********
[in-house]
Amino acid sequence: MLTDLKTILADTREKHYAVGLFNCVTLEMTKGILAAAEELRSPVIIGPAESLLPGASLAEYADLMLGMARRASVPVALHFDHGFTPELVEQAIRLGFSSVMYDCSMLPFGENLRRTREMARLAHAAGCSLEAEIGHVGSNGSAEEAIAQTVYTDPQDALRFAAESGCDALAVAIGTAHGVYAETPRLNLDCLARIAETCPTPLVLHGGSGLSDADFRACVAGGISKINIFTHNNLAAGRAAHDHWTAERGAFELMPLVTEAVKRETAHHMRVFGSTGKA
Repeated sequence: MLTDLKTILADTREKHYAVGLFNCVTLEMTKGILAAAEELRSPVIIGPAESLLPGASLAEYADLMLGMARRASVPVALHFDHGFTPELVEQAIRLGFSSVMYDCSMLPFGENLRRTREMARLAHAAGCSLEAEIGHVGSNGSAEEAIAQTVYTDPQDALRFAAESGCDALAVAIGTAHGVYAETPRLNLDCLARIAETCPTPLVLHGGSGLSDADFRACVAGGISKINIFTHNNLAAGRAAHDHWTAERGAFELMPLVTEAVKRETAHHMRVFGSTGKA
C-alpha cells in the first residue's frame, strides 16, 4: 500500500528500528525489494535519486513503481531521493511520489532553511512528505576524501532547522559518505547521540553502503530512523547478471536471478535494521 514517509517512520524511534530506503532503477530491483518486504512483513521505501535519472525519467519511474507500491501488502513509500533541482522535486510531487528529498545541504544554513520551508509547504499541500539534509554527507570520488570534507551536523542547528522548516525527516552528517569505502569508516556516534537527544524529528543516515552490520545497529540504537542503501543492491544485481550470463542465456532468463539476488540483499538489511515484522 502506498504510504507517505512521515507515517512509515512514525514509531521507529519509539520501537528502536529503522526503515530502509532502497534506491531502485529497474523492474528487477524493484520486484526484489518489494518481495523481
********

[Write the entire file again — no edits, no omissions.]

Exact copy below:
[in-house]
Amino acid sequence: MLTDLKTILADTREKHYAVGLFNCVTLEMTKGILAAAEELRSPVIIGPAESLLPGASLAEYADLMLGMARRASVPVALHFDHGFTPELVEQAIRLGFSSVMYDCSMLPFGENLRRTREMARLAHAAGCSLEAEIGHVGSNGSAEEAIAQTVYTDPQDALRFAAESGCDALAVAIGTAHGVYAETPRLNLDCLARIAETCPTPLVLHGGSGLSDADFRACVAGGISKINIFTHNNLAAGRAAHDHWTAERGAFELMPLVTEAVKRETAHHMRVFGSTGKA
Repeated sequence: MLTDLKTILADTREKHYAVGLFNCVTLEMTKGILAAAEELRSPVIIGPAESLLPGASLAEYADLMLGMARRASVPVALHFDHGFTPELVEQAIRLGFSSVMYDCSMLPFGENLRRTREMARLAHAAGCSLEAEIGHVGSNGSAEEAIAQTVYTDPQDALRFAAESGCDALAVAIGTAHGVYAETPRLNLDCLARIAETCPTPLVLHGGSGLSDADFRACVAGGISKINIFTHNNLAAGRAAHDHWTAERGAFELMPLVTEAVKRETAHHMRVFGSTGKA
C-alpha cells in the first residue's frame, strides 16, 4: 500500500528500528525489494535519486513503481531521493511520489532553511512528505576524501532547522559518505547521540553502503530512523547478471536471478535494521 514517509517512520524511534530506503532503477530491483518486504512483513521505501535519472525519467519511474507500491501488502513509500533541482522535486510531487528529498545541504544554513520551508509547504499541500539534509554527507570520488570534507551536523542547528522548516525527516552528517569505502569508516556516534537527544524529528543516515552490520545497529540504537542503501543492491544485481550470463542465456532468463539476488540483499538489511515484522 502506498504510504507517505512521515507515517512509515512514525514509531521507529519509539520501537528502536529503522526503515530502509532502497534506491531502485529497474523492474528487477524493484520486484526484489518489494518481495523481